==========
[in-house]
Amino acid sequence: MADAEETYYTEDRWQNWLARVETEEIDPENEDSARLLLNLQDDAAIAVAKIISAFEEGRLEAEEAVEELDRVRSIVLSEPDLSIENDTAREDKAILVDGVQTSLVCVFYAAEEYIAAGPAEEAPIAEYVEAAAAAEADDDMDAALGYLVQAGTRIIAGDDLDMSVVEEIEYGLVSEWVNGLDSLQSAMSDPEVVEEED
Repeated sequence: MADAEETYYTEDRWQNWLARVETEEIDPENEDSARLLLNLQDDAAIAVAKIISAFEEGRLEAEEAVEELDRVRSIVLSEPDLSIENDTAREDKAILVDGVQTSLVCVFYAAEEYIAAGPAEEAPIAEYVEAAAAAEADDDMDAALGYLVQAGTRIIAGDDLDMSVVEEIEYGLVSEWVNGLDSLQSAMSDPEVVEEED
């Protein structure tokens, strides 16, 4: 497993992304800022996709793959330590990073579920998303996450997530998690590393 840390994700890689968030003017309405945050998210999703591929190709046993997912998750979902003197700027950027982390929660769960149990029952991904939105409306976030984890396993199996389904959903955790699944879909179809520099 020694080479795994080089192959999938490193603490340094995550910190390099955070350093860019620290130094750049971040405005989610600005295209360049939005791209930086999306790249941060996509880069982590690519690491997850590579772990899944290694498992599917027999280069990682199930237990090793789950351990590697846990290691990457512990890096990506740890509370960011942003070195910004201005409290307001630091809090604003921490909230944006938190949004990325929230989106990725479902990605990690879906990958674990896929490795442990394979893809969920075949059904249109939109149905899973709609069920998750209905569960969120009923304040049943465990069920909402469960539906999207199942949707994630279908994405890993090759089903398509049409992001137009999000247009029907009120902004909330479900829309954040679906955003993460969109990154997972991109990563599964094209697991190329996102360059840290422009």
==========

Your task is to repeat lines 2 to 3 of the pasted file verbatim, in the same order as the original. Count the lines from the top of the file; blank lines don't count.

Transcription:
Amino acid sequence: MADAEETYYTEDRWQNWLARVETEEIDPENEDSARLLLNLQDDAAIAVAKIISAFEEGRLEAEEAVEELDRVRSIVLSEPDLSIENDTAREDKAILVDGVQTSLVCVFYAAEEYIAAGPAEEAPIAEYVEAAAAAEADDDMDAALGYLVQAGTRIIAGDDLDMSVVEEIEYGLVSEWVNGLDSLQSAMSDPEVVEEED
Repeated sequence: MADAEETYYTEDRWQNWLARVETEEIDPENEDSARLLLNLQDDAAIAVAKIISAFEEGRLEAEEAVEELDRVRSIVLSEPDLSIENDTAREDKAILVDGVQTSLVCVFYAAEEYIAAGPAEEAPIAEYVEAAAAAEADDDMDAALGYLVQAGTRIIAGDDLDMSVVEEIEYGLVSEWVNGLDSLQSAMSDPEVVEEED